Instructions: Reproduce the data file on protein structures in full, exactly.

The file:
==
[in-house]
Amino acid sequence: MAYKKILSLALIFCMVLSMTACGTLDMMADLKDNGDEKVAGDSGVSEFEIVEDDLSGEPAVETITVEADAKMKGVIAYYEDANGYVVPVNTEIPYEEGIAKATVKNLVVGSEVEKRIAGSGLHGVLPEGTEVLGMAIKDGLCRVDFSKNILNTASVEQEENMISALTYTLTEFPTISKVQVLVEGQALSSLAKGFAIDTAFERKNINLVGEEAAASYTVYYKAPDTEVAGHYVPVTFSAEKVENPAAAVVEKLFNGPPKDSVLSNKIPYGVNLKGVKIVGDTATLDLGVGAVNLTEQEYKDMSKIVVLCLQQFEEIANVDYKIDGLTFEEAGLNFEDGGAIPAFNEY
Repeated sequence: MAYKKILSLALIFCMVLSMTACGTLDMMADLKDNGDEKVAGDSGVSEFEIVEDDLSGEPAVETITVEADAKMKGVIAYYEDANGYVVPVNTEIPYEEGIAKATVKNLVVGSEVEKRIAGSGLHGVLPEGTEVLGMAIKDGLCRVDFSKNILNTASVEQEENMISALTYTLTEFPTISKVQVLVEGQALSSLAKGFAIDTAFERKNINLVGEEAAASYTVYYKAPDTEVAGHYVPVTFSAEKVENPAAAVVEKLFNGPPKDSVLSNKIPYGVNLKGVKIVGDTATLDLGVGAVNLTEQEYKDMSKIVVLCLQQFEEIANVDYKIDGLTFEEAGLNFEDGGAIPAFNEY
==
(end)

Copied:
[in-house]
Amino acid sequence: MAYKKILSLALIFCMVLSMTACGTLDMMADLKDNGDEKVAGDSGVSEFEIVEDDLSGEPAVETITVEADAKMKGVIAYYEDANGYVVPVNTEIPYEEGIAKATVKNLVVGSEVEKRIAGSGLHGVLPEGTEVLGMAIKDGLCRVDFSKNILNTASVEQEENMISALTYTLTEFPTISKVQVLVEGQALSSLAKGFAIDTAFERKNINLVGEEAAASYTVYYKAPDTEVAGHYVPVTFSAEKVENPAAAVVEKLFNGPPKDSVLSNKIPYGVNLKGVKIVGDTATLDLGVGAVNLTEQEYKDMSKIVVLCLQQFEEIANVDYKIDGLTFEEAGLNFEDGGAIPAFNEY
Repeated sequence: MAYKKILSLALIFCMVLSMTACGTLDMMADLKDNGDEKVAGDSGVSEFEIVEDDLSGEPAVETITVEADAKMKGVIAYYEDANGYVVPVNTEIPYEEGIAKATVKNLVVGSEVEKRIAGSGLHGVLPEGTEVLGMAIKDGLCRVDFSKNILNTASVEQEENMISALTYTLTEFPTISKVQVLVEGQALSSLAKGFAIDTAFERKNINLVGEEAAASYTVYYKAPDTEVAGHYVPVTFSAEKVENPAAAVVEKLFNGPPKDSVLSNKIPYGVNLKGVKIVGDTATLDLGVGAVNLTEQEYKDMSKIVVLCLQQFEEIANVDYKIDGLTFEEAGLNFEDGGAIPAFNEY